Disclaimer: Views expressed here are of the author alone and do not necessarily represent that of the Organization

As I write about my failed menstrual endeavours due to this unforeseen pandemic, I will give a chronological account of the same. Over the course of the past few horrible months, I think I have done enough thinking to come up with some conclusions about menstrual cups. My brain’s infants shall be presented as I progress through pieces of my mind, dated in order below.

15th March, 2020

The pandemic arrived at a time when I was about to make a monumental transition in my life. As an average college-going and social-media-hogging girl, I came across many of my friends’ posts. Those long captions were accompanied with a picture of a flower in a menstrual cup. Social media is flooded with such narratives, and I was inspired. Funnily enough, I have never seen any menstrual cup commercial on TV or even on YouTube, for that matter. Maybe that is due to our national negligence towards development in fields of female sanitation products and an extension of shame attached to anything entering a woman’s vagina. But hey, I am just speculating.

I was fuelling myself with articles available on websites with pink backgrounds and themes. I did a lot of window shopping on Amazon and there are still more menstrual cups in my online shopping cart than there have been inside of me.

22nd March, 2020

Anyhow, the lockdown strikes and I am forced to leave Bangalore and travel back home. The said home is in Jaunpur, a very small obscure town in Uttar Pradesh. It is so obscure that as I am typing, a red line appears under its name suggesting that I rectify its spelling. Sorry, spelling vigilante bot. That is how I spell my town’s name. Accept it.

I reach home and other concerns occupy my mind like the steeply rising COVID-19 cases in India, my final semester examinations, graduation, job applications, dubious plans for further education and what not. After fretting for two whole months, I came to the conclusion that there is nothing much I can do if the planet has been set on fire by a virus so maybe I should just adapt, and so I unwillingly did.

I went to several websites that are active with spreading awareness regarding menstruation and who simultaneously sell menstrual cups. I shifted from Amazon because I’d rather a women-run business benefits from my transformation than a multi-billion-dollar company. To my surprise, none of those websites were delivering to my town, but truth be told, I wasn’t surprised. In a place where I don’t even get the right kind of cheese, a product meant solely for a woman’s hygiene does sound like an unattainable dream.

If someone as privileged as me was facing this unavailability, I wondered about the women who live in villages that are merely 15 kilometers away from my own house. Pandemic or not, there are many towns, and especially villages, where women fail to recognise one menstrual product from another. This reality has been acknowledged and addressed by many of us at different points even before the pandemic. What is unfortunate is that the concern for rural women’s sanitation has again taken a backseat in the middle of this health and economic crisis. The pattern that has surfaced is that women’s sanitation, although drastically fundamental, has never been a priority, and this exotic virus has proved that point yet again.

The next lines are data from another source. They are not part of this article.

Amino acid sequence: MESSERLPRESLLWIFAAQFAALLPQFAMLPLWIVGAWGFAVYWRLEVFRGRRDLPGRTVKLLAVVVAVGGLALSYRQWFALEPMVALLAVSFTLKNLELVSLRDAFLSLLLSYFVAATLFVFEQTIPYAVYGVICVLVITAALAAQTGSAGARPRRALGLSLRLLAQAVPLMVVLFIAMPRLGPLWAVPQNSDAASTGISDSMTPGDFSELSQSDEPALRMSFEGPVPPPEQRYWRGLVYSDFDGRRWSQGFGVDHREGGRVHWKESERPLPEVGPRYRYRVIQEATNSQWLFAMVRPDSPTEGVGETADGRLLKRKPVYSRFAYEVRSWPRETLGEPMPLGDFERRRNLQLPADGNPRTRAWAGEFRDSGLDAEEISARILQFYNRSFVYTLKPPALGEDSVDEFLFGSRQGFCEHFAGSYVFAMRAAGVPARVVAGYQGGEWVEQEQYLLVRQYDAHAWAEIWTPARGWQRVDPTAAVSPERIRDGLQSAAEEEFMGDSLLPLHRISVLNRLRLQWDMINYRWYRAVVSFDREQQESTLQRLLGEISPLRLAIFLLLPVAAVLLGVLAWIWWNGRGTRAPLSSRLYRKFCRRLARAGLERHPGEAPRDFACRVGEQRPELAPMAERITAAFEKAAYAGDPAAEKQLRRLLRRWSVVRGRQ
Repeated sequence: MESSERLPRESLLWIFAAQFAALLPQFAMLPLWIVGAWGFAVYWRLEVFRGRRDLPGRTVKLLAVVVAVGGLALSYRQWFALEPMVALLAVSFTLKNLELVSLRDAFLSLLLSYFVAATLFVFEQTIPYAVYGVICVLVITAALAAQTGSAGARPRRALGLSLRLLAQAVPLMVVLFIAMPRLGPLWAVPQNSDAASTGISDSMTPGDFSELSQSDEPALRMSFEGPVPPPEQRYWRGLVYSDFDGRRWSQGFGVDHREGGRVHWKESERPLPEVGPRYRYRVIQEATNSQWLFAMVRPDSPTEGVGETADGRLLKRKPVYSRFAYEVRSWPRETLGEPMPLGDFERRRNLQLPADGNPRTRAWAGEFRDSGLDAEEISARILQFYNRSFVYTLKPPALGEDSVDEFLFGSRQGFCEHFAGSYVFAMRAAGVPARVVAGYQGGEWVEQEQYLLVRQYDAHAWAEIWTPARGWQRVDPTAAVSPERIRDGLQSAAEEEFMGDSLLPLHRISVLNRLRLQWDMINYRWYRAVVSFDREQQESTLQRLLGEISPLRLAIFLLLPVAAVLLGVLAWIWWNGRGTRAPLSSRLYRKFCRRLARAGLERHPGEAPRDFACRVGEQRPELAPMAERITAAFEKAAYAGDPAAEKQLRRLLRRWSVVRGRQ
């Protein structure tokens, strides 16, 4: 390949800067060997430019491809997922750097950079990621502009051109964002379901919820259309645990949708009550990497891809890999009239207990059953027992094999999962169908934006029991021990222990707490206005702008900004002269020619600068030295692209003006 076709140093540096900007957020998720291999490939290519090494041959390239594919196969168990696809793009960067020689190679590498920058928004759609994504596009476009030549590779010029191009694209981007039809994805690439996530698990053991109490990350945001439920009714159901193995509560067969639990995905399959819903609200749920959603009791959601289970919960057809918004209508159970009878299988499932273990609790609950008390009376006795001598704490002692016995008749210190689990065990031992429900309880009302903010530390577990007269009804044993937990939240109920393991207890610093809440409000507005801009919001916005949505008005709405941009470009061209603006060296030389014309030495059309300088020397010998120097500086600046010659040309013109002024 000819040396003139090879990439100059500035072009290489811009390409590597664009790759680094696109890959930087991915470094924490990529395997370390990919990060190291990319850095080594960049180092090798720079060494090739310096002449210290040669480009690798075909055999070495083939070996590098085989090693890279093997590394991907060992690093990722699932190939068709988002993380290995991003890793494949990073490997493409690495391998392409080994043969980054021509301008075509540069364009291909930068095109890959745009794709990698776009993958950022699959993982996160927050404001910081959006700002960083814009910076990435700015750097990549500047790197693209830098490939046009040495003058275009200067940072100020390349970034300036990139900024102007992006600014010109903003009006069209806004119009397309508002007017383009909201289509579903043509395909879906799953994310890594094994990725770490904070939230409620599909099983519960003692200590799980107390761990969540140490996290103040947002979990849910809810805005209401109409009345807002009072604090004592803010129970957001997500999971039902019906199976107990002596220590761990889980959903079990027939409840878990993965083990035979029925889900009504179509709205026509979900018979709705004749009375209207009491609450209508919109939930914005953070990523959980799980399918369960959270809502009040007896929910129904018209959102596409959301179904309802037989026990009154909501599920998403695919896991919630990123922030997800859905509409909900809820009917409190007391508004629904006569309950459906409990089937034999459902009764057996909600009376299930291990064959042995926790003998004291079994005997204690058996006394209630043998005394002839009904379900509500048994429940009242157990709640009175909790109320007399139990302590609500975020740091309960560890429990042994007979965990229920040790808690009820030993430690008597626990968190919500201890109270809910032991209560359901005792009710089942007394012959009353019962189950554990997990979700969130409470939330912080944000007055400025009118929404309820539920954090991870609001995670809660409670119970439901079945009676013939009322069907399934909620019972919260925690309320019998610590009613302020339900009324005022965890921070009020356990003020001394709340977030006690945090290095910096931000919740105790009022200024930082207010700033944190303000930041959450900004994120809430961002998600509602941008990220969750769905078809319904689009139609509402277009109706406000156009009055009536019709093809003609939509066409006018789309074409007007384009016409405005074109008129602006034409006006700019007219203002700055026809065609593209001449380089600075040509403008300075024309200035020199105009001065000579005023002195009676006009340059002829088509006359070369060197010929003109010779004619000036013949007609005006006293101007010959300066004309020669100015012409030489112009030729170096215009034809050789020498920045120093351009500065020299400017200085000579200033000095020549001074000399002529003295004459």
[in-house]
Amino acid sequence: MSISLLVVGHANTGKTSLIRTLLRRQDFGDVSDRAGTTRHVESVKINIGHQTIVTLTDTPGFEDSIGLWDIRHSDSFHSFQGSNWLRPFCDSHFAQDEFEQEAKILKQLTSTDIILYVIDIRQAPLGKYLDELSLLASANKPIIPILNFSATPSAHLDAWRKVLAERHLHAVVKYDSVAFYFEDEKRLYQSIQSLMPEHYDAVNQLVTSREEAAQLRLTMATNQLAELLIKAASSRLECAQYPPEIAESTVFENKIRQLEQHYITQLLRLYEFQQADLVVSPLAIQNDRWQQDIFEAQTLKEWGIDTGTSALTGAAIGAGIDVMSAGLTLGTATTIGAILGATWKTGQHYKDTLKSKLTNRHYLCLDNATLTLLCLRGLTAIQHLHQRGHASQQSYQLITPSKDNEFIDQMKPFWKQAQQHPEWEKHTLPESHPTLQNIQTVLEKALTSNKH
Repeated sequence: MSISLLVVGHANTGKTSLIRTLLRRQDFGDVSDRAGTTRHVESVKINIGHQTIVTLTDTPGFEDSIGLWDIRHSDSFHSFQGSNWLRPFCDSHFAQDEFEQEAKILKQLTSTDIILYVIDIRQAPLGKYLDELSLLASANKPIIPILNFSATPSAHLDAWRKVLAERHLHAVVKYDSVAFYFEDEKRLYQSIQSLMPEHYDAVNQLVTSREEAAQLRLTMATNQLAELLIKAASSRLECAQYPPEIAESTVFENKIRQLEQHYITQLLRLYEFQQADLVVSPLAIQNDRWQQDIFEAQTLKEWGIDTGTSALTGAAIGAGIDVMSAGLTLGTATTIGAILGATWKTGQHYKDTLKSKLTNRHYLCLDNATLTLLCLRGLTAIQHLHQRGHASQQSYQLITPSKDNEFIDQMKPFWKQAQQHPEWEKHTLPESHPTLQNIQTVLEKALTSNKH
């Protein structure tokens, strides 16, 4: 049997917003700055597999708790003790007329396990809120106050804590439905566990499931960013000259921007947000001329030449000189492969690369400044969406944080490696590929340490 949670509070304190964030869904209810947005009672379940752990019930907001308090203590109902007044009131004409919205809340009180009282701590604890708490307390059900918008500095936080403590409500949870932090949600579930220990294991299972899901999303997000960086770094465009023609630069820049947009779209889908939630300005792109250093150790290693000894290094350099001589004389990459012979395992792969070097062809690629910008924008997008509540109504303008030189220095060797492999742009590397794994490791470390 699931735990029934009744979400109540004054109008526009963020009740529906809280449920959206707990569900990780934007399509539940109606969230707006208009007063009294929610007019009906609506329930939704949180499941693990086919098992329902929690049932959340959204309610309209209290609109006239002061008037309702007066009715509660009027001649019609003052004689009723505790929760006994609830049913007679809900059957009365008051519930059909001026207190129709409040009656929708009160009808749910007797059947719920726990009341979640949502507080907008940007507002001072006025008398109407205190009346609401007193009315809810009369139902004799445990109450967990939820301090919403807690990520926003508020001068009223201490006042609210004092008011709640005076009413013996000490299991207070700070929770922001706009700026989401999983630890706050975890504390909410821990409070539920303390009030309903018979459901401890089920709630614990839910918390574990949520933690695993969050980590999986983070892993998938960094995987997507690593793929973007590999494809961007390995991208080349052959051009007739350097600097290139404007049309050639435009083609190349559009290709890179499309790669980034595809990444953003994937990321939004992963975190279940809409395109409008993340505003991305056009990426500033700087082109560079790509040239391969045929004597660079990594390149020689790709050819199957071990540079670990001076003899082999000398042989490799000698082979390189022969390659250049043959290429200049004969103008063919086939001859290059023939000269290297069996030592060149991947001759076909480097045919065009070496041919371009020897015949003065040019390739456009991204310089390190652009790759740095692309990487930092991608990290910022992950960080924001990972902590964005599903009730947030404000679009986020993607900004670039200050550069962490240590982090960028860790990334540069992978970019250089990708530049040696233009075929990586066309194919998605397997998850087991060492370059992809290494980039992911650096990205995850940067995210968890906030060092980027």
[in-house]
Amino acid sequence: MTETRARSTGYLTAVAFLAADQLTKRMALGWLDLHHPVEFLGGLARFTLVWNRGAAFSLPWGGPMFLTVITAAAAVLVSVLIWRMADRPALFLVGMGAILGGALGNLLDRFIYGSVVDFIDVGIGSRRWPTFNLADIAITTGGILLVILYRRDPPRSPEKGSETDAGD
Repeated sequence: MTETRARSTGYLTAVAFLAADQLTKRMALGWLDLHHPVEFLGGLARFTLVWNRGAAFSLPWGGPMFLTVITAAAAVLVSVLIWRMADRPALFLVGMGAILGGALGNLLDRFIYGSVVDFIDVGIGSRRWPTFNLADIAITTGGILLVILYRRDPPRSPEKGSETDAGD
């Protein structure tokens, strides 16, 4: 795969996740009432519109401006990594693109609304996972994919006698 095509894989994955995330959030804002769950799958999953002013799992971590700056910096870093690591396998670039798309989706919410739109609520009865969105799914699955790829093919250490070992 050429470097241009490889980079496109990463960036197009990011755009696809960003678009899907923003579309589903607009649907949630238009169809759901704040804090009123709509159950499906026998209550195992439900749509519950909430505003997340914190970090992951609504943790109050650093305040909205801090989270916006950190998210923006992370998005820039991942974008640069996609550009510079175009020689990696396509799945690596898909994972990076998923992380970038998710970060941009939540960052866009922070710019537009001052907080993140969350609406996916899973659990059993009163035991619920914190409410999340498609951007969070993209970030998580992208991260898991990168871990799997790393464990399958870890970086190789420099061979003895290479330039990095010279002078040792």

2nd May, 2020

Although I had reasons to delay using menstrual cups, I practically procrastinated my decision and the reason was my vagina. I had struggled with a condition called vaginismus which subconsciously kept me away from using tampons or menstrual cups. Although I overcame this condition over time, a deep-rooted fear, or anxiety or whatever you may label that feeling as, still remains, and it resurfaced at the thought of using a menstrual cup or when I watched tutorials on how to use it.

 Scrolling through my Twitter feed one fine morning, I stumbled across a long thread of tweets by an acquaintance from college. The thread was about how menstrual cups were a perfect alternative to conventional menstrual products and some brilliant points were made. However, the tone of that thread was a little too urgent and it sounded more like a compulsion than a suggestion to use menstrual cups.

After a little personal research that followed me liking that tweet, I found out that menstrual cups may not really be the best option for women who experience vaginismus or use contraceptive rings and other similar modes of birth control. Educating myself again made me question my belief in the one-sided narratives I see on social media, it always does. I was thrilled by this new information and a little disappointed in social media activism. I know we love to joke about men not being able to find the clitoris or them thinking that we pee from our vaginal hole. However, there is so much about the female south zone that we ourselves have to learn about before we take to social media or set up hashtags for people who tap away stories mindlessly.

And now that we have online courses flourishing during this pandemic, I was thinking it would be pathbreaking if a gynaecologist or a fertility specialist offered a course solely dedicated to Menstruation and Women’s Sanitation that is comprehensible and available for people from all walks of life. There are many websites offering MOOCs and a quick course like that could go a really long way in educating people during this pandemic phase where we are all struggling to learn more and to become better versions of ourselves.

Disclaimer: Views expressed here are of the author alone and do not necessarily represent that of the Organization

Author: Vaishnavi Singh

Vaishnavi is from Jaunpur, a town in Uttar Pradesh. She enjoys acting, writing, podcasting, and literary discussions with strangers. You can reach out to her on Instagram and Twitter through the handle @vaynaavee.

Edited by: Divya Rosaline